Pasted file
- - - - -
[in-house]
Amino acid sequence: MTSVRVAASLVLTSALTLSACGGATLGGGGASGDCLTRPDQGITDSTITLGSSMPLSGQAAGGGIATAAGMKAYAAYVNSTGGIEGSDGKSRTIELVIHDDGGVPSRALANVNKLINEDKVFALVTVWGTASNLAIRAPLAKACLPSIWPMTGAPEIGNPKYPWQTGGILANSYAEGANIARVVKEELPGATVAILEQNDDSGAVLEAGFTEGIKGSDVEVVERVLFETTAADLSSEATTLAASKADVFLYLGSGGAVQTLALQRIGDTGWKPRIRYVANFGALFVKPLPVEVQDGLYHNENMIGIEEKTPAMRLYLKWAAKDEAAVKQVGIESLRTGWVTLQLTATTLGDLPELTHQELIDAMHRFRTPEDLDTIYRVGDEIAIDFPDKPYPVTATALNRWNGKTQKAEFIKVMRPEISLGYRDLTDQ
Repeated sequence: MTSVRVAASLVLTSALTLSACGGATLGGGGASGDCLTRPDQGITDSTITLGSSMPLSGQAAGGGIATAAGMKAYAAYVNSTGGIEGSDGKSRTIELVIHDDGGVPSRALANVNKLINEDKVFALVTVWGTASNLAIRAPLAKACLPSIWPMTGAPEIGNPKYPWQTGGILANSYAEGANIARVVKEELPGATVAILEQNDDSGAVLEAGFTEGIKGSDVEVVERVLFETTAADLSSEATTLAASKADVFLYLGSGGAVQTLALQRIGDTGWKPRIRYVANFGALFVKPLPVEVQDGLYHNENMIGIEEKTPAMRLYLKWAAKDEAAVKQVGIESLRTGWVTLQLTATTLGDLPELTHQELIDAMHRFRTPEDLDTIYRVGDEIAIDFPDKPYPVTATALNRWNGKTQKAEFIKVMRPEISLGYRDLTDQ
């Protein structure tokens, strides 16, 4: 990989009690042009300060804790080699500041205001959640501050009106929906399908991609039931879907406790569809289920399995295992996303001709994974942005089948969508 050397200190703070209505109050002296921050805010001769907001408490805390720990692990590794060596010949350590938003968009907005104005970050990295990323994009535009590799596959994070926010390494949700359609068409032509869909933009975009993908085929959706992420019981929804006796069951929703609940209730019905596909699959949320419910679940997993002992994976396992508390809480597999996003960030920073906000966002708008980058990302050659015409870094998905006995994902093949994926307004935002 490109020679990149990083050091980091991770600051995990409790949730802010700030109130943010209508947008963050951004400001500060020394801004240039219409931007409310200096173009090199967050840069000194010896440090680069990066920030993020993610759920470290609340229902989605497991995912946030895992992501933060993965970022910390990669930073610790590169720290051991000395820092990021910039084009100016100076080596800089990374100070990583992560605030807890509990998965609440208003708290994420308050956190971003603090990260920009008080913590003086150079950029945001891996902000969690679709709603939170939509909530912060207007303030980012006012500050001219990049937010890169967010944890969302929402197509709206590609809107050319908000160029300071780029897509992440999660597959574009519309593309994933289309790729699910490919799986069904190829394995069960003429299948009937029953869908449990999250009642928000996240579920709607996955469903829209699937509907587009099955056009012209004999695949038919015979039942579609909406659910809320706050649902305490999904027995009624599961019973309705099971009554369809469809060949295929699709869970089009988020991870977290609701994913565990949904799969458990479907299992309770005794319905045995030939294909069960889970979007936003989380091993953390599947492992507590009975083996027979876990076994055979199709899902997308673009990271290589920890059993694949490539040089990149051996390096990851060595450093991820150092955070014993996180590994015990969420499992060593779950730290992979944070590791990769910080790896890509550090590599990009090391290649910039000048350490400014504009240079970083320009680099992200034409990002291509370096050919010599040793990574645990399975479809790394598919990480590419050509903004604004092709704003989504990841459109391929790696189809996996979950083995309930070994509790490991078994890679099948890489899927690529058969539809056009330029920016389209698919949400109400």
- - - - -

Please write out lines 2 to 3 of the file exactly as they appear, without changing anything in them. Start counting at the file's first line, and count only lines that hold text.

Amino acid sequence: MTSVRVAASLVLTSALTLSACGGATLGGGGASGDCLTRPDQGITDSTITLGSSMPLSGQAAGGGIATAAGMKAYAAYVNSTGGIEGSDGKSRTIELVIHDDGGVPSRALANVNKLINEDKVFALVTVWGTASNLAIRAPLAKACLPSIWPMTGAPEIGNPKYPWQTGGILANSYAEGANIARVVKEELPGATVAILEQNDDSGAVLEAGFTEGIKGSDVEVVERVLFETTAADLSSEATTLAASKADVFLYLGSGGAVQTLALQRIGDTGWKPRIRYVANFGALFVKPLPVEVQDGLYHNENMIGIEEKTPAMRLYLKWAAKDEAAVKQVGIESLRTGWVTLQLTATTLGDLPELTHQELIDAMHRFRTPEDLDTIYRVGDEIAIDFPDKPYPVTATALNRWNGKTQKAEFIKVMRPEISLGYRDLTDQ
Repeated sequence: MTSVRVAASLVLTSALTLSACGGATLGGGGASGDCLTRPDQGITDSTITLGSSMPLSGQAAGGGIATAAGMKAYAAYVNSTGGIEGSDGKSRTIELVIHDDGGVPSRALANVNKLINEDKVFALVTVWGTASNLAIRAPLAKACLPSIWPMTGAPEIGNPKYPWQTGGILANSYAEGANIARVVKEELPGATVAILEQNDDSGAVLEAGFTEGIKGSDVEVVERVLFETTAADLSSEATTLAASKADVFLYLGSGGAVQTLALQRIGDTGWKPRIRYVANFGALFVKPLPVEVQDGLYHNENMIGIEEKTPAMRLYLKWAAKDEAAVKQVGIESLRTGWVTLQLTATTLGDLPELTHQELIDAMHRFRTPEDLDTIYRVGDEIAIDFPDKPYPVTATALNRWNGKTQKAEFIKVMRPEISLGYRDLTDQ